Friday, August 1, 2014

Friday Book Drinks: Goin' to the Chapel

I flew through Lindsey Leavitt's Chapel Wars, and I thought it was such a cute book. I mean, Vegas wedding chapels plus feuding families over said chapels? Coolest story line ever.

There's this point in the book when Holly (the MC) and her friends (a bunch of guys) are hanging out at Holly's best friend Sam's house watching the game and helping Holly with signs, envelopes, and other marketing stuff for her chapel. Porter, one of the guys, finds a bottle of Kaluha in a cabinet.
Turns out, it's an old bottle, and Sam's dad was storing leftover old alcohol in there all mixed together, planning on throwing it out, but Porter takes a swig before Sam can tell him this. EW.

This scene inspired me to pick a Kaluha drink for today, something I'm sure Porter would have much rather tasted than a conglomeration of stale mixed drinks. So today we're going to go with a classic White Russian to spruce up Porter's tastes in alcohol.

 A White Russian is super easy to make and traditionally looks like the glass on the right, but I think it tastes nasty that way, so I mix mine all together like the glass on the left. But I'll give you the option for either.
All you'll need is:
2 oz. vodka
1 oz. Kaluha
1 oz. light cream or milk
Put ice in your glass, and pour in the vodka, then the Kaluha. The Kaluha will naturally sink because it's heavier, so you'll get a layered effect. Then top it off with the milk or cream, and it will naturally sit on top. There's no need to stir because your alcohol is supposed to be at the bottom, but it's much better tasting if you do (in my humble opinion).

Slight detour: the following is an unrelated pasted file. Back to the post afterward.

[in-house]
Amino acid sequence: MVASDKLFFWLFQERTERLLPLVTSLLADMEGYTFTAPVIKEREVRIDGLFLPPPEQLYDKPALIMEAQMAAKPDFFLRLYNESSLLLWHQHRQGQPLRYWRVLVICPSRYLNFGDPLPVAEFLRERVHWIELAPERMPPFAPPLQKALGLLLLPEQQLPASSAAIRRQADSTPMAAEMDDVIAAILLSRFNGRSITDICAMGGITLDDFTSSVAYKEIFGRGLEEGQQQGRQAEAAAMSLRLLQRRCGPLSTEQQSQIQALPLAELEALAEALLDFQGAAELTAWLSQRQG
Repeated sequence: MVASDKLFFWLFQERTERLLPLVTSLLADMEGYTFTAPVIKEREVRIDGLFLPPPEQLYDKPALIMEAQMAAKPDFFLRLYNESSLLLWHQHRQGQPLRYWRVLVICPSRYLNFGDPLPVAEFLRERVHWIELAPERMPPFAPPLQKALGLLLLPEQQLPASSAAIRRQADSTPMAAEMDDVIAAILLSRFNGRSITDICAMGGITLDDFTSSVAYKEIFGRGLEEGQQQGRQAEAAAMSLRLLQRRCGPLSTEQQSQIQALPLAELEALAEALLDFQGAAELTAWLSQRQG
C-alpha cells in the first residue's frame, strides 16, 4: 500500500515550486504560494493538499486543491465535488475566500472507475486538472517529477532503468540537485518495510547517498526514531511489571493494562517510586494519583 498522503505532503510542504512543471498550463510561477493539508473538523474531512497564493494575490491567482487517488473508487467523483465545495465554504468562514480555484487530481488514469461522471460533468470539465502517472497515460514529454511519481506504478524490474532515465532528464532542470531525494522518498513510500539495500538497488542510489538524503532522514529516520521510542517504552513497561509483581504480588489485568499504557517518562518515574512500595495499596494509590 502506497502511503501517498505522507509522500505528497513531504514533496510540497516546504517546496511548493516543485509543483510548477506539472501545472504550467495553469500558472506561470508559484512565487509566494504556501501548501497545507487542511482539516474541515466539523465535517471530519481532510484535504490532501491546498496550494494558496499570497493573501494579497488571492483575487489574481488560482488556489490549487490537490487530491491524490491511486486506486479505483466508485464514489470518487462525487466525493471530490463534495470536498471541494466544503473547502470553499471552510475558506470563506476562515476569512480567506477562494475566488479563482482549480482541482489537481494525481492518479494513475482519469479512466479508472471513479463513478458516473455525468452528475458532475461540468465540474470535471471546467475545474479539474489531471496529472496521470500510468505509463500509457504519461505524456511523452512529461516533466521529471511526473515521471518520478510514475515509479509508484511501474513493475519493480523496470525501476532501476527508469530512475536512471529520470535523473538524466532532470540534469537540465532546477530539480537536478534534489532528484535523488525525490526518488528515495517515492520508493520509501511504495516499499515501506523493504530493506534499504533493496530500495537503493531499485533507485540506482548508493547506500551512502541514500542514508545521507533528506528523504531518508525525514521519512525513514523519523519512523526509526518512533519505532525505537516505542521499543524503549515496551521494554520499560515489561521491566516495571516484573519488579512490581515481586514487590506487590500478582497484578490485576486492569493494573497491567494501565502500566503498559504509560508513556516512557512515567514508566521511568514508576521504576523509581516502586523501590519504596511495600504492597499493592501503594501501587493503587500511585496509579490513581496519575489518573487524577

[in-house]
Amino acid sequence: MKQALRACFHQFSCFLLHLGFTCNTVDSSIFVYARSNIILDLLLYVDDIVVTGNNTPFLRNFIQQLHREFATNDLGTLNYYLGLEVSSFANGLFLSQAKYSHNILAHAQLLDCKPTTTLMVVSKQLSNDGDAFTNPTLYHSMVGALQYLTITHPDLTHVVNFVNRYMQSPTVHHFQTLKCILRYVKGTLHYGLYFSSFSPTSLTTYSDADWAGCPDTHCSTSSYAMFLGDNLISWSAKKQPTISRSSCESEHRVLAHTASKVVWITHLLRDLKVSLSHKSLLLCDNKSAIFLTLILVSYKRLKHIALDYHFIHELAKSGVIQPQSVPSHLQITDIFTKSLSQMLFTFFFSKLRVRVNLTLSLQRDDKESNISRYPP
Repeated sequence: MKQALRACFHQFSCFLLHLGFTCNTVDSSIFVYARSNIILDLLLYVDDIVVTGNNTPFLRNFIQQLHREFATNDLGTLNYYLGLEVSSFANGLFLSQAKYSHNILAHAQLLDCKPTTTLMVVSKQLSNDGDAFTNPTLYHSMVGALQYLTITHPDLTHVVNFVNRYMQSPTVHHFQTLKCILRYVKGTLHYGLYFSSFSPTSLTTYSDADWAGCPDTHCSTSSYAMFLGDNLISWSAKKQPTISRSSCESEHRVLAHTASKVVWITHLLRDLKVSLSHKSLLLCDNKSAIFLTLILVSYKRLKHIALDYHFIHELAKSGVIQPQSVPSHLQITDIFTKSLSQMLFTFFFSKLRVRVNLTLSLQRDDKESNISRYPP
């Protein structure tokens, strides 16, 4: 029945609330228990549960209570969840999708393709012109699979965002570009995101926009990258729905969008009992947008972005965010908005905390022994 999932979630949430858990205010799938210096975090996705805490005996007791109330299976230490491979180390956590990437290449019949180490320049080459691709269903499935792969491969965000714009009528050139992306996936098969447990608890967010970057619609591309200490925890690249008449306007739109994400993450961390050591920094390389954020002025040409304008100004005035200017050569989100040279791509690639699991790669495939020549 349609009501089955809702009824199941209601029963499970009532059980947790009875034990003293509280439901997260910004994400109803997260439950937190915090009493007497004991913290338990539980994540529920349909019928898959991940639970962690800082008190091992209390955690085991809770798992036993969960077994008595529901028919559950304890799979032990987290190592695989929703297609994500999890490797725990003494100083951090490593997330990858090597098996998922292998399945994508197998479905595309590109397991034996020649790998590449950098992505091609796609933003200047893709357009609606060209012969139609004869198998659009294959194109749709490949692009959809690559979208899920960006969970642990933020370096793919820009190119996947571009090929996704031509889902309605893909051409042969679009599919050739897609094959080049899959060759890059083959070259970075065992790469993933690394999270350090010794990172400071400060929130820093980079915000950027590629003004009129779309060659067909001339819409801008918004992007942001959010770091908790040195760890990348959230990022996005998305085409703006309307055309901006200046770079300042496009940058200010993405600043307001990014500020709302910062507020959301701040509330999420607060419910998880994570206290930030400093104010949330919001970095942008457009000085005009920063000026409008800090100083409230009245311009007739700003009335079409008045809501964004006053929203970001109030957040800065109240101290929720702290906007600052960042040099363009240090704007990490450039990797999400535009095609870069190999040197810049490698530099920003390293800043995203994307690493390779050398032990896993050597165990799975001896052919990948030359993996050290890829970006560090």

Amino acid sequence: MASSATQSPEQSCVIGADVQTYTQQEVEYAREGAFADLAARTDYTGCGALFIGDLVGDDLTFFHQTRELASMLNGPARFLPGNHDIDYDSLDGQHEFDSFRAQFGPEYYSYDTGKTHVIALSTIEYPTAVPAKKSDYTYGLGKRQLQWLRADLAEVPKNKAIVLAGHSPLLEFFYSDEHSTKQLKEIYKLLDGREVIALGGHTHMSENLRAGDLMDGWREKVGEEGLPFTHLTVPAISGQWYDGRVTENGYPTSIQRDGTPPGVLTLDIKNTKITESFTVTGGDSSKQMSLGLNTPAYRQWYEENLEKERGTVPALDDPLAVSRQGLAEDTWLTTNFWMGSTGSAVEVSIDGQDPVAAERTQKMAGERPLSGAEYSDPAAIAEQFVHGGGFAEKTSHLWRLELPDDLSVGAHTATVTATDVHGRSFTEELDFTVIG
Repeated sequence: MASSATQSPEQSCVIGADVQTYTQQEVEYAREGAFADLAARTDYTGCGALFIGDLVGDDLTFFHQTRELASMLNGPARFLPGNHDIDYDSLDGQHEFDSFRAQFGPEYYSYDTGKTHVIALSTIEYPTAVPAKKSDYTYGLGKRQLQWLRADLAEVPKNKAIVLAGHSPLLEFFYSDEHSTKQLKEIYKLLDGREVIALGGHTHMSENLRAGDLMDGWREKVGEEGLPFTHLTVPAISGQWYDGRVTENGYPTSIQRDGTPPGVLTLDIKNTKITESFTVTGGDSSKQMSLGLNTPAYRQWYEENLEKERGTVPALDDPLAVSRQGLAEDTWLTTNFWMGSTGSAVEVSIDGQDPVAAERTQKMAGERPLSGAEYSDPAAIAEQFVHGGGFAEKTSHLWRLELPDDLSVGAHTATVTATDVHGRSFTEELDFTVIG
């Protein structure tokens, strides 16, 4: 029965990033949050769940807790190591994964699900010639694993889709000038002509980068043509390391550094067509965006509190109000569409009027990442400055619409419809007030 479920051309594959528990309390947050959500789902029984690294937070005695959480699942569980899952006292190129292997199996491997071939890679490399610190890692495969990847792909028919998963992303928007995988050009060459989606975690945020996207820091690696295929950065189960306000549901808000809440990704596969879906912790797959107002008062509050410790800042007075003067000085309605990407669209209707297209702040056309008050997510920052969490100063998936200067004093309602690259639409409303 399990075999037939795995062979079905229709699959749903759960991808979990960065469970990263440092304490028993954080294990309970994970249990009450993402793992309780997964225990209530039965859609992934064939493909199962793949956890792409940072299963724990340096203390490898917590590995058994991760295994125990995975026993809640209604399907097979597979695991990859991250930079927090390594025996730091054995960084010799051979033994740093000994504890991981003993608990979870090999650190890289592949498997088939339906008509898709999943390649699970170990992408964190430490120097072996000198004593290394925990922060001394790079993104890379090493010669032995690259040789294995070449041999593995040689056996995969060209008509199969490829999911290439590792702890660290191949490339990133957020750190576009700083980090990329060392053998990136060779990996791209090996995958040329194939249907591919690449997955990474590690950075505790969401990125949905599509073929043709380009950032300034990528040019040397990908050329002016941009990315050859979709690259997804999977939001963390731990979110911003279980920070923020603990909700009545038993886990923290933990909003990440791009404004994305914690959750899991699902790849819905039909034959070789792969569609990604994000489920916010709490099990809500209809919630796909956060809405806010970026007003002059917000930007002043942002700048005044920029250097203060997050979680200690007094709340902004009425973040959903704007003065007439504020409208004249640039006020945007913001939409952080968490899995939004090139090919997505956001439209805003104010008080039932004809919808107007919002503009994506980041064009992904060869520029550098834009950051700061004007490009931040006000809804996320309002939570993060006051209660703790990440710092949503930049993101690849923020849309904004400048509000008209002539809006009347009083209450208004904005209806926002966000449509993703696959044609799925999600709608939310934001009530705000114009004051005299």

My review should be up in the next week or so (spoiler alert--I loved it!) for The Chapel Wars, but until then, kick back with a White Russian, and enjoy your weekend!

Thursday, July 31, 2014

Topics Time: YA Mysteries

This post started out as a throwback Thursday where I featured books that already came out focusing around a specific topic, but I'm switching the name around (because I'm indecisive).

So it's Topics Time, where I give you a few recommendations based on a particular topic for the week, including new releases and some older backlisted books you can find for cheap or at your library if you're on a budget. This week's discussion? YA (Murder) Mysteries!